### Abstract

Discrete modeling is a novel approach that uses the concept of Shannon entropy to develop thermodynamic

models that can describe fluid-phase behavior. While previous papers have focused on reviewing its theoretical background and

application to the ideal-gas model as one limiting case for fluid phases, this paper addresses its application to lattice models for

strongly interacting condensed phase systems, which constitute the other limiting case for fluids. The discrete modeling approach

is based on the discrete energy classes of a lattice system of finite size, represented by a distribution of discrete local

compositions. In this way, the model uses the same level of discretization as classical statistical thermodynamics in terms of its

partition functions, yet avoids (1) a priori averaging of local compositions by utilizing a distribution, and (2) confinement to

systems of infinite size. The subsequent formulation of the probabilities of discrete energy classes serves as the basis for

introducing the concept of Shannon information, equivalent to thermodynamic entropy, and for deriving the equilibrium

distribution of probabilities by constrained maximation of entropy. The results of the discrete model are compared to those

derived from Monte Carlo simulations and by applying the Guggenheim model of chemical theory. We point out that this

applicability of discrete modeling to systems of finite size suggests new possibilities for model development.

models that can describe fluid-phase behavior. While previous papers have focused on reviewing its theoretical background and

application to the ideal-gas model as one limiting case for fluid phases, this paper addresses its application to lattice models for

strongly interacting condensed phase systems, which constitute the other limiting case for fluids. The discrete modeling approach

is based on the discrete energy classes of a lattice system of finite size, represented by a distribution of discrete local

compositions. In this way, the model uses the same level of discretization as classical statistical thermodynamics in terms of its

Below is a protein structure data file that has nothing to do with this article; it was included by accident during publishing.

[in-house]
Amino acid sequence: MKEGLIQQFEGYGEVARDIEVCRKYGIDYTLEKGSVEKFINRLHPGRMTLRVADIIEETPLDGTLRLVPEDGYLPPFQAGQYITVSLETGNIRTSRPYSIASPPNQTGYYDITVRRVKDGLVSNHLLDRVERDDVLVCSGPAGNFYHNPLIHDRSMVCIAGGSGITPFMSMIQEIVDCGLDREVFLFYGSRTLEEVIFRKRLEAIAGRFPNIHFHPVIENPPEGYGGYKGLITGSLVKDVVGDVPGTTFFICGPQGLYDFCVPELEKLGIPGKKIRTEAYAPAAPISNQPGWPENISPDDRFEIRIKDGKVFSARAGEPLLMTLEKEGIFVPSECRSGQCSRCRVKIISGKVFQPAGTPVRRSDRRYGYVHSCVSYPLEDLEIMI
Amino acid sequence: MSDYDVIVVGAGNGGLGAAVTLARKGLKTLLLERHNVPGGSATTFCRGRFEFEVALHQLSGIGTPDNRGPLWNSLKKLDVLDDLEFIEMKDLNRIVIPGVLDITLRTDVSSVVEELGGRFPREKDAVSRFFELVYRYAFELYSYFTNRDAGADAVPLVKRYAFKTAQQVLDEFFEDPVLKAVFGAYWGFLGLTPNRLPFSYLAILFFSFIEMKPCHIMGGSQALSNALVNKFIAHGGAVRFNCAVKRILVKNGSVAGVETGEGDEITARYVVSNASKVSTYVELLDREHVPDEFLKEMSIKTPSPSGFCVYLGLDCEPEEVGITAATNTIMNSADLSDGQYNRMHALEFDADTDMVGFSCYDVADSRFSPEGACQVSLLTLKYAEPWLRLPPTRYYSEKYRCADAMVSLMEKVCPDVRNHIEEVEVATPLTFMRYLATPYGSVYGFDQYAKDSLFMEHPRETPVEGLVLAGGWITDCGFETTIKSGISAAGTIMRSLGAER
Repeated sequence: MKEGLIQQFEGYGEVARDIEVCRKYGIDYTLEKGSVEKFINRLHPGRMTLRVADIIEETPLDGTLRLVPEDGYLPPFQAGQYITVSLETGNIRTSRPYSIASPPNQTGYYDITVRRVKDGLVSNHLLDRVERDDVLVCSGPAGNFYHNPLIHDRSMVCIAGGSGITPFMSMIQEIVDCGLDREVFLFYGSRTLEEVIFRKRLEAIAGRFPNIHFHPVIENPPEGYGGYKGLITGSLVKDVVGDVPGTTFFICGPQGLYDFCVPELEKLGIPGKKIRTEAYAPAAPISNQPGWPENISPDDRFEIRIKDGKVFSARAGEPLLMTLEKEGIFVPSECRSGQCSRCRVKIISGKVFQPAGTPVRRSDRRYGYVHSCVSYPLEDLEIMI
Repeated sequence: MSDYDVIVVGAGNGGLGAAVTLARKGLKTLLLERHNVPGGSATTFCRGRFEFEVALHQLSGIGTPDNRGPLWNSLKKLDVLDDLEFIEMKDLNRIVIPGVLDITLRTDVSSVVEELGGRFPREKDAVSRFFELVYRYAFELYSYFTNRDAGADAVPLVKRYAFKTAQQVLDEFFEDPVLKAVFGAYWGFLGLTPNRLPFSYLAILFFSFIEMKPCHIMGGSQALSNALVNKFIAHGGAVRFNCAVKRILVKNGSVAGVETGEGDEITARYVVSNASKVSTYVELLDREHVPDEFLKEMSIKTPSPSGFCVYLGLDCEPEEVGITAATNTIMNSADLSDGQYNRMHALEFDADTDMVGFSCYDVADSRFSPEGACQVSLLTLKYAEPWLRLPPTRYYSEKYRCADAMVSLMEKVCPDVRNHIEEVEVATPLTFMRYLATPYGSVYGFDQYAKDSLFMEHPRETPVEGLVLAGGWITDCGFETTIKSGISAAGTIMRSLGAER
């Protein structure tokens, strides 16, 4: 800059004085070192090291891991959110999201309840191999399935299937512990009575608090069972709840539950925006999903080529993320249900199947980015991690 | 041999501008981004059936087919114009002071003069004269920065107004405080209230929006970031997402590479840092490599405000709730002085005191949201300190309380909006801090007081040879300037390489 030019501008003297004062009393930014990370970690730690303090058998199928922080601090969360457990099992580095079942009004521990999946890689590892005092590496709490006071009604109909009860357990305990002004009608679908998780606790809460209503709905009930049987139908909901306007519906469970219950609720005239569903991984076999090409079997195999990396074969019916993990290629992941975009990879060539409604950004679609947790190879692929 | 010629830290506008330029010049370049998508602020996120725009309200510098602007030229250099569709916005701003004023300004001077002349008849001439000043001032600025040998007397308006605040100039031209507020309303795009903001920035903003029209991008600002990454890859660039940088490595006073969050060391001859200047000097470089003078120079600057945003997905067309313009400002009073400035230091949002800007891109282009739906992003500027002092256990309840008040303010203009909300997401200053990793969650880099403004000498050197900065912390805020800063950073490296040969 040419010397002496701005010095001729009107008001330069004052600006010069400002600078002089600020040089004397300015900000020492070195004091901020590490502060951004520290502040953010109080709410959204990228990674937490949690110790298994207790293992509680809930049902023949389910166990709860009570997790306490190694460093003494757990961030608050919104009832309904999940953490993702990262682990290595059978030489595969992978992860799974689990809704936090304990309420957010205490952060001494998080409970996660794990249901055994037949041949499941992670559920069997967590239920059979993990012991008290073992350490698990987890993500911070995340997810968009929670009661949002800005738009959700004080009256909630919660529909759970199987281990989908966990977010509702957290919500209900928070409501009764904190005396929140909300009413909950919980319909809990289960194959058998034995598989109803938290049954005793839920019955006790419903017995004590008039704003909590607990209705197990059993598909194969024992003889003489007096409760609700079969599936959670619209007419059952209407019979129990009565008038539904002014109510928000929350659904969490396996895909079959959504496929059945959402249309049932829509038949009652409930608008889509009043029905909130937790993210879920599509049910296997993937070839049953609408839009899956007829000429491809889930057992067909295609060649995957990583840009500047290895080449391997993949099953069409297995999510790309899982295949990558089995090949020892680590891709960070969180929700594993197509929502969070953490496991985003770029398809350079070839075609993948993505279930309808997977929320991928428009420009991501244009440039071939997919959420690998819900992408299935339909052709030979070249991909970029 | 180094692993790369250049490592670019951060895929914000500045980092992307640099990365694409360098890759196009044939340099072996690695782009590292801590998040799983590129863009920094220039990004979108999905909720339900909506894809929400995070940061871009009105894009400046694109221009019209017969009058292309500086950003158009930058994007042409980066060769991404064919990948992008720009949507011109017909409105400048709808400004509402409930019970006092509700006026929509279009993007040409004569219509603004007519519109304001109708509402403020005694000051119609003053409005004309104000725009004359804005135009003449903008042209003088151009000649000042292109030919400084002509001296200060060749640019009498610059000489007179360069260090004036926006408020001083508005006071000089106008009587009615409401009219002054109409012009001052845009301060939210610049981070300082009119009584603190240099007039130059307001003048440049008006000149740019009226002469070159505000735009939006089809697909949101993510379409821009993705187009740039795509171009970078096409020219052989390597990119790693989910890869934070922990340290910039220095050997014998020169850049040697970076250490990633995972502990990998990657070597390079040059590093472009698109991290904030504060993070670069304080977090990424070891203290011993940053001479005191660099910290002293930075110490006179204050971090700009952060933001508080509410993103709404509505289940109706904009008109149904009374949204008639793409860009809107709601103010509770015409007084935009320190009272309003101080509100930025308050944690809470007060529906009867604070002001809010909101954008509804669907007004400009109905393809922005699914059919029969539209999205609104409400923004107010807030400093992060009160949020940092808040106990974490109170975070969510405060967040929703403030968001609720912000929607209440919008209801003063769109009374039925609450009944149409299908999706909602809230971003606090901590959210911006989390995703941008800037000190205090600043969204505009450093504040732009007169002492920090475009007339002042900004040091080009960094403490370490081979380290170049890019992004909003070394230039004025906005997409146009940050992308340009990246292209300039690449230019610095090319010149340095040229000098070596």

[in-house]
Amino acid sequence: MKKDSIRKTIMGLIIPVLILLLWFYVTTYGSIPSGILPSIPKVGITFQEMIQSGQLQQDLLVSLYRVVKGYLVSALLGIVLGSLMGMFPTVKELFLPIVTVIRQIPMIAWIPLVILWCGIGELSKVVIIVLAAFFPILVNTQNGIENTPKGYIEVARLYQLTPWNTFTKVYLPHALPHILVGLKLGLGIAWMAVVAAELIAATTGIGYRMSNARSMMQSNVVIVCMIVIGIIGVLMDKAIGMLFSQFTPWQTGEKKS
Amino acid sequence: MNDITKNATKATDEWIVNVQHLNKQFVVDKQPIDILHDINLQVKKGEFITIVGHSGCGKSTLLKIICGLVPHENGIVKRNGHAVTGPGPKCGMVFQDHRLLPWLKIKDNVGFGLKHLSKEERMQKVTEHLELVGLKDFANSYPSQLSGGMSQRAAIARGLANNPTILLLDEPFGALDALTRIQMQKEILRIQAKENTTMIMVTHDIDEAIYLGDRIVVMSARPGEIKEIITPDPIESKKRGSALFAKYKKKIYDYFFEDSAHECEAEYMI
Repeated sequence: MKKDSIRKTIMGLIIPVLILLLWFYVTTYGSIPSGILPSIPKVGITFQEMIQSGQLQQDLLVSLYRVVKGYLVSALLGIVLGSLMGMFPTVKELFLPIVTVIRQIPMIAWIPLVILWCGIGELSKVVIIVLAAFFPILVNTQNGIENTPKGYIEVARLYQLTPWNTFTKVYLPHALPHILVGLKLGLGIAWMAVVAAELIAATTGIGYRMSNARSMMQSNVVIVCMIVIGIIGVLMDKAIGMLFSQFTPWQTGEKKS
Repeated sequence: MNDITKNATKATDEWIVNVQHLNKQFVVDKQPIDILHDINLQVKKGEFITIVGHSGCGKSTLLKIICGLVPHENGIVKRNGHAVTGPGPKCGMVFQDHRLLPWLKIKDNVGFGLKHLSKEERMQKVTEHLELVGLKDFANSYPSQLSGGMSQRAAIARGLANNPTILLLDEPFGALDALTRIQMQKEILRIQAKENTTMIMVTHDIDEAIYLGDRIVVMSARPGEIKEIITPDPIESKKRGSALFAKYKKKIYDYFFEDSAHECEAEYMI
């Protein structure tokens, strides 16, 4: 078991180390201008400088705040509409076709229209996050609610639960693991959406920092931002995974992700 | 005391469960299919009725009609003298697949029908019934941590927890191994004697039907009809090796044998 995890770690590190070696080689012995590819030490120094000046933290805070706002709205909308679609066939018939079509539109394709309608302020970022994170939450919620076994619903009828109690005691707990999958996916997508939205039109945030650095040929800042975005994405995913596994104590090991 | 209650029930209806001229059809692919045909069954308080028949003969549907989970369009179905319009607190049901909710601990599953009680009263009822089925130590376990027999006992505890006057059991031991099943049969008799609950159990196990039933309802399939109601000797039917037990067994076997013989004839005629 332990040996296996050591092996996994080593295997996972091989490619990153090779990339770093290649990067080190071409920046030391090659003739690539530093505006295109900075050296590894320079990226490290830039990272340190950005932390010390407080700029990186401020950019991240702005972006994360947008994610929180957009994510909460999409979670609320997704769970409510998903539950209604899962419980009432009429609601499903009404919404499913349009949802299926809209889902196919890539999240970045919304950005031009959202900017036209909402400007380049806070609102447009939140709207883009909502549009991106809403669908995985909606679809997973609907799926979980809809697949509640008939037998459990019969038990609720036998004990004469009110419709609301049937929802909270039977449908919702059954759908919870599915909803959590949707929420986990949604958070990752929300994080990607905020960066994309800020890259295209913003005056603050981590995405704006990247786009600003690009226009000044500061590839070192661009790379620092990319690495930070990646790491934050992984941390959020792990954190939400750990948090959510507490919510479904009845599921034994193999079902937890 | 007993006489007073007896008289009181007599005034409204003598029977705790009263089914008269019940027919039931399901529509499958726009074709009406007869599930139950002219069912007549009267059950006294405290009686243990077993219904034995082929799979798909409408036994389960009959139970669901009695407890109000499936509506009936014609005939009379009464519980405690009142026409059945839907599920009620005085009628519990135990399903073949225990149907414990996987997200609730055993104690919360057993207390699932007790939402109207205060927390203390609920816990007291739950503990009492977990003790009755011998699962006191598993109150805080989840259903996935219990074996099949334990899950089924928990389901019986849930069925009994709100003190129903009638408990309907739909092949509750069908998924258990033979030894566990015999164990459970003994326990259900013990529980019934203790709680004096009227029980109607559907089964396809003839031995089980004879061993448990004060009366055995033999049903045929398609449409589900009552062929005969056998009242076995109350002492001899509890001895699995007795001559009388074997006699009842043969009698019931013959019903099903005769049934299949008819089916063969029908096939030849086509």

partition functions, yet avoids (1) a priori averaging of local compositions by utilizing a distribution, and (2) confinement to

systems of infinite size. The subsequent formulation of the probabilities of discrete energy classes serves as the basis for

introducing the concept of Shannon information, equivalent to thermodynamic entropy, and for deriving the equilibrium

distribution of probabilities by constrained maximation of entropy. The results of the discrete model are compared to those

derived from Monte Carlo simulations and by applying the Guggenheim model of chemical theory. We point out that this

applicability of discrete modeling to systems of finite size suggests new possibilities for model development.

Original language | English |
---|---|

Pages (from-to) | 2483-2492 |

Journal | Industrial & Engineering Chemistry Research |

Volume | 55 |

Issue number | 8 |

DOIs | |

Publication status | Published - 2 Feb 2016 |

### Keywords

- Shannon entropy
- discrete modeling
- thermodynamic modeling
- maximum entropy principle
- lattice model
- local compositions

### Fields of Expertise

- Mobility & Production

### Treatment code (Nähere Zuordnung)

- Basic - Fundamental (Grundlagenforschung)

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## Cite this

Wallek, T., Pfleger, M., & Pfennig, A. (2016). Discrete Modeling of Lattice Systems: The Concept of Shannon Entropy Applied to Strongly Interacting Systems.

*Industrial & Engineering Chemistry Research*,*55*(8), 2483-2492. https://doi.org/10.1021/acs.iecr.5b04430